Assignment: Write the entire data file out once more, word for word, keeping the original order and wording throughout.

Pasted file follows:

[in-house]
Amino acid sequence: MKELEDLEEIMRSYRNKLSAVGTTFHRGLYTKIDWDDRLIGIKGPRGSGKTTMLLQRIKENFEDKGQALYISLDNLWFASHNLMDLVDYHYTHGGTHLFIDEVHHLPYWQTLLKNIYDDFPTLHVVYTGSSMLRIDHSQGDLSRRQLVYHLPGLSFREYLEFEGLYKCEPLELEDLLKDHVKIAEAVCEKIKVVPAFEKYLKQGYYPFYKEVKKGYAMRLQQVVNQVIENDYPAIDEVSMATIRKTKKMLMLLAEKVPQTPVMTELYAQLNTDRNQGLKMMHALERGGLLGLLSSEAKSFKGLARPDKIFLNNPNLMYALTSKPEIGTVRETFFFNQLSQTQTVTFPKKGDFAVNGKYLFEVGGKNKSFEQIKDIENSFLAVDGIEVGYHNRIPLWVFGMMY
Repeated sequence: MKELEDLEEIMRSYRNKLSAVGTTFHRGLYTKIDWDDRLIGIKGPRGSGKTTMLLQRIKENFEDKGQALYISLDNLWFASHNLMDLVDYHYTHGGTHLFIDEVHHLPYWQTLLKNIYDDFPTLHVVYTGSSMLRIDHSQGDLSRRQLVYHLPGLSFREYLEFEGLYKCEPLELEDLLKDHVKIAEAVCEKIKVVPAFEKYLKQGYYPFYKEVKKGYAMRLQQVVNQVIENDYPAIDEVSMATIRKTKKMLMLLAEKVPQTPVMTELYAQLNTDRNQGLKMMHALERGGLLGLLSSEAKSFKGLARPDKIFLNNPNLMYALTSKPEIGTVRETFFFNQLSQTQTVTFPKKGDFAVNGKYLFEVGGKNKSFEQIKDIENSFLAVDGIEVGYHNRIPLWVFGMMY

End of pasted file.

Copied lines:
[in-house]
Amino acid sequence: MKELEDLEEIMRSYRNKLSAVGTTFHRGLYTKIDWDDRLIGIKGPRGSGKTTMLLQRIKENFEDKGQALYISLDNLWFASHNLMDLVDYHYTHGGTHLFIDEVHHLPYWQTLLKNIYDDFPTLHVVYTGSSMLRIDHSQGDLSRRQLVYHLPGLSFREYLEFEGLYKCEPLELEDLLKDHVKIAEAVCEKIKVVPAFEKYLKQGYYPFYKEVKKGYAMRLQQVVNQVIENDYPAIDEVSMATIRKTKKMLMLLAEKVPQTPVMTELYAQLNTDRNQGLKMMHALERGGLLGLLSSEAKSFKGLARPDKIFLNNPNLMYALTSKPEIGTVRETFFFNQLSQTQTVTFPKKGDFAVNGKYLFEVGGKNKSFEQIKDIENSFLAVDGIEVGYHNRIPLWVFGMMY
Repeated sequence: MKELEDLEEIMRSYRNKLSAVGTTFHRGLYTKIDWDDRLIGIKGPRGSGKTTMLLQRIKENFEDKGQALYISLDNLWFASHNLMDLVDYHYTHGGTHLFIDEVHHLPYWQTLLKNIYDDFPTLHVVYTGSSMLRIDHSQGDLSRRQLVYHLPGLSFREYLEFEGLYKCEPLELEDLLKDHVKIAEAVCEKIKVVPAFEKYLKQGYYPFYKEVKKGYAMRLQQVVNQVIENDYPAIDEVSMATIRKTKKMLMLLAEKVPQTPVMTELYAQLNTDRNQGLKMMHALERGGLLGLLSSEAKSFKGLARPDKIFLNNPNLMYALTSKPEIGTVRETFFFNQLSQTQTVTFPKKGDFAVNGKYLFEVGGKNKSFEQIKDIENSFLAVDGIEVGYHNRIPLWVFGMMY